Bai Ya Qi Lan Oolong

Tea type
Oolong Tea
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Edit tea info Last updated by Gingko (manager of Life in Teacup)
Average preparation
200 °F / 93 °C 1 min, 0 sec 8 oz / 236 ml

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14 Tasting Notes View all

  • “This is really an interesting oolong even if I didn’t get the marshmallow others mentioned. The dry leaf smells like you put your face in bunch of vines and inhaled. The taste of the liquor is...” Read full tasting note
  • “Love! I absolutely adore Oolong teas, and Life In Teacup has become one of my favorite purveyors of Oolong teas (as well as other teas!) because their teas are always of utmost quality. This is an...” Read full tasting note
  • “Prior to infusing this smelled like a cross between a green and oolong but with a little extra something! It was like smelling a Citronella Candle while in the woods! A very unique aroma that I...” Read full tasting note
  • “I’ve finally broken into more of the “sampler order” I made with Life In Teacup and am so happy that I did! I was really having trouble putting into words how this tastes – the closest that I...” Read full tasting note

From Life In Teacup

It is from Southern Fujian, made with the same tea cultivar as for Wuyi Qi Lan. However, this tea is nothing similar but everything different from Wuyi Qi Lan. It has gentle yet long lasting orchid fragrance from dry leaves to several infusions later.

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14 Tasting Notes

The dry tea has gentle yet distinctive floral fragrance, which, in traditional Chinese tea jargon, is specified as orchid fragrance (however I personally have no experience of fragrance from an orchid plant). In the first a few infusions, tea water is light yellow with some green hint. The aroma lingers around the upper palate up into nasal cavity. The aroma is a mixture of early spring flower and grass. Later infusions of this tea yield more intensive yellow color with golden hint. The flavor shifts from upper palate to closer to throat, generate a warm feeling.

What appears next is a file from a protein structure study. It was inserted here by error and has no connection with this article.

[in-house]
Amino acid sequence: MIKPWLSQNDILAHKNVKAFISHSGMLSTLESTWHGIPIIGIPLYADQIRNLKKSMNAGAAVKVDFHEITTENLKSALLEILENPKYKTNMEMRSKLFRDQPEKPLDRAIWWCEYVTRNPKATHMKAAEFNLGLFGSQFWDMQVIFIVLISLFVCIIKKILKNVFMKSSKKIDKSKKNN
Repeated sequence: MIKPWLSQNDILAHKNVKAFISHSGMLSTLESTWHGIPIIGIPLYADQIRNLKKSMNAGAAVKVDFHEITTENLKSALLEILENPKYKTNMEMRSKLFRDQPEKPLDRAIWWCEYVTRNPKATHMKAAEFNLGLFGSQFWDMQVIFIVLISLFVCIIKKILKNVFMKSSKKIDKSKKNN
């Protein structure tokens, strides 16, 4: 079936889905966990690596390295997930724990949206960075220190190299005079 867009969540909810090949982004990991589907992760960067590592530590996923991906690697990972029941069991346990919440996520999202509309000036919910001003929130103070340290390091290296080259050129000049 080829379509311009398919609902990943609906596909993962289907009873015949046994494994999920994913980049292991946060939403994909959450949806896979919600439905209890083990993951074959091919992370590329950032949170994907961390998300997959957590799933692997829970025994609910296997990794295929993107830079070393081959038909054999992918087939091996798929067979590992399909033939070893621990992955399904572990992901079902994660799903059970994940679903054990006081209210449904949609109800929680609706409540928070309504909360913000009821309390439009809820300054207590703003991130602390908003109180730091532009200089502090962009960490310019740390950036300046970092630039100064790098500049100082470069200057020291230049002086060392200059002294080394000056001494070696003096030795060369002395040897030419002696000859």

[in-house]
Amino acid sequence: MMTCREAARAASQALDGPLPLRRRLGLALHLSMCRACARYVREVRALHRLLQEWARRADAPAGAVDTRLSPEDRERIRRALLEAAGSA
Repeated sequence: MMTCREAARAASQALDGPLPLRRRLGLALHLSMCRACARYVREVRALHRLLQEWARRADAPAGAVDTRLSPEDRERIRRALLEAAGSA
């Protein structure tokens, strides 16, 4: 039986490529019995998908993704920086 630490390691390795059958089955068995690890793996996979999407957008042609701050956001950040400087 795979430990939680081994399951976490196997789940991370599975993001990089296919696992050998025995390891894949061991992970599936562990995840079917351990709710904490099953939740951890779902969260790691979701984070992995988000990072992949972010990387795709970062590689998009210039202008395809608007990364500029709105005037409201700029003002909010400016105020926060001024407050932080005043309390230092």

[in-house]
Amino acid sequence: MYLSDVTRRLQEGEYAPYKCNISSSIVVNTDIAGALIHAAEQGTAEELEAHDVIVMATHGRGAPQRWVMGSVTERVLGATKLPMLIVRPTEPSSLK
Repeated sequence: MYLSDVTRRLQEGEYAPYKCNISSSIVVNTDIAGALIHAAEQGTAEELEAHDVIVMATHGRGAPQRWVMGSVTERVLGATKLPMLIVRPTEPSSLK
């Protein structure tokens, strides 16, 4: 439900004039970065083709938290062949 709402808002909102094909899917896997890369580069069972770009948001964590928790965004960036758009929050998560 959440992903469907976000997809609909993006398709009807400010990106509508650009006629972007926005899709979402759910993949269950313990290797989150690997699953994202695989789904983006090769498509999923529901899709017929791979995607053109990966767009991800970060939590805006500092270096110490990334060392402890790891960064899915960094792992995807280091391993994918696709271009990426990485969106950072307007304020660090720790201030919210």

This tea caught my attention in a few ways. First, this is a traditional, famous varietal that is rarely seen in market nowadays. It took me some time to find a good product of Bai Ya Qi Lan. Secondly, this tea is made from the same tea cultivar for Wuyi Qi Lan. However, by tasting, it’s almost impossible (100% impossible for me) to tell the two Qi Lan are from one same tea cultivar. In tea world, there are many tea cultivars that display distinctively different characters when grown in different area and processed with different methods. Again this tea demonstrates such diversity.

Comparison with other tea: People who favor green style Tie Guan Yin, Chinese green tea and Taiwan high mountain oolong may like this very well. People who favor Wuyi Qi Lan, it will be interesting to try this tea and compare, but don’t expect this tea to resemble Wuyi Qi Lan in any way :P

5g tea in 4oz. water. 30sec. steep time is for first 3 infusions.

Boiling 0 min, 30 sec

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218 tasting notes

I have WAY too many teas on my backlog list now, so I might start reviewing them first thing since opening my laptop, right?

This oolong was a little odd. Green pearl-shaped dry leaf gave a light, straw-colored infusion that tasted pretty vegetal and a little astringent (which was that odd part – I didn’t expect it to have such a bite). I also got some milder roasty notes there. I remembered it smelled slightly funky. I am pretty sure I resteeped it at least once but the resteep didn’t yield any new notes.

It was enjoyable but nothing that could enter my Oolong Hall of Fame. But then perhaps I was too distracted when I had it. I still have more of this, so I will definitely try it again.

185 °F / 85 °C 3 min, 0 sec 1 tsp 8 OZ / 236 ML

haha at oolong hall of fame!


Yep, when writing this I realized I do have a hall of fame like that, but it still doesn’t have a whole lot in it.

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